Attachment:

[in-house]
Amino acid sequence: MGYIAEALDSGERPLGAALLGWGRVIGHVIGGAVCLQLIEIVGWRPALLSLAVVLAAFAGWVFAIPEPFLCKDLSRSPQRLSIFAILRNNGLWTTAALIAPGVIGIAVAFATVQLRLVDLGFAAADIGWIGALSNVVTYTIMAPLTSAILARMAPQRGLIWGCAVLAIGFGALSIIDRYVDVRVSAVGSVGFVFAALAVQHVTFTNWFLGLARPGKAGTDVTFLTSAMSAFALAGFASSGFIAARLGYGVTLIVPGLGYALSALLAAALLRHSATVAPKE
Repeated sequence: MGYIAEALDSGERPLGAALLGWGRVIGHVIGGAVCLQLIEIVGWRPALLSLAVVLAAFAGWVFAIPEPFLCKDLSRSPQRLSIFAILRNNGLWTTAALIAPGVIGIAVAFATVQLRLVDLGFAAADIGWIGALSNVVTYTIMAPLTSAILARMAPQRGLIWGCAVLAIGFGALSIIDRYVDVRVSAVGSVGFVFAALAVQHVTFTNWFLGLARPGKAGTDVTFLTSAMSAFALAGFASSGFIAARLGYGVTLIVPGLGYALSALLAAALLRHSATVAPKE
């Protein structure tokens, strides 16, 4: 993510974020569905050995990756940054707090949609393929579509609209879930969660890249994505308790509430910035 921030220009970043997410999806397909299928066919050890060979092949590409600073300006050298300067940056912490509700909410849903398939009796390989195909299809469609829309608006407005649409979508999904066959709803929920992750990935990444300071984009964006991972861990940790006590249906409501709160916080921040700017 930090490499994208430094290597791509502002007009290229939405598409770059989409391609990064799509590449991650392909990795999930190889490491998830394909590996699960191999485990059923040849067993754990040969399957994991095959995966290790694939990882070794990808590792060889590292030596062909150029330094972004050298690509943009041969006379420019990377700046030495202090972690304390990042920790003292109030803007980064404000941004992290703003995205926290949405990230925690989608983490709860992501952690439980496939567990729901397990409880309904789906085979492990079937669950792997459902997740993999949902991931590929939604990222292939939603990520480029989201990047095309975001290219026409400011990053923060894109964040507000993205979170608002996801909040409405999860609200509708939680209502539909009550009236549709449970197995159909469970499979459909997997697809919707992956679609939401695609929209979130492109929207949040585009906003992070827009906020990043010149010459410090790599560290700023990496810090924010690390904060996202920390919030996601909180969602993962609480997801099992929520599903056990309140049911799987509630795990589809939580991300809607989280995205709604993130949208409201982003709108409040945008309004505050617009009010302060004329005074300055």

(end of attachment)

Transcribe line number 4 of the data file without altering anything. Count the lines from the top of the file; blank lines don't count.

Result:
């Protein structure tokens, strides 16, 4: 993510974020569905050995990756940054707090949609393929579509609209879930969660890249994505308790509430910035 921030220009970043997410999806397909299928066919050890060979092949590409600073300006050298300067940056912490509700909410849903398939009796390989195909299809469609829309608006407005649409979508999904066959709803929920992750990935990444300071984009964006991972861990940790006590249906409501709160916080921040700017 930090490499994208430094290597791509502002007009290229939405598409770059989409391609990064799509590449991650392909990795999930190889490491998830394909590996699960191999485990059923040849067993754990040969399957994991095959995966290790694939990882070794990808590792060889590292030596062909150029330094972004050298690509943009041969006379420019990377700046030495202090972690304390990042920790003292109030803007980064404000941004992290703003995205926290949405990230925690989608983490709860992501952690439980496939567990729901397990409880309904789906085979492990079937669950792997459902997740993999949902991931590929939604990222292939939603990520480029989201990047095309975001290219026409400011990053923060894109964040507000993205979170608002996801909040409405999860609200509708939680209502539909009550009236549709449970197995159909469970499979459909997997697809919707992956679609939401695609929209979130492109929207949040585009906003992070827009906020990043010149010459410090790599560290700023990496810090924010690390904060996202920390919030996601909180969602993962609480997801099992929520599903056990309140049911799987509630795990589809939580991300809607989280995205709604993130949208409201982003709108409040945008309004505050617009009010302060004329005074300055």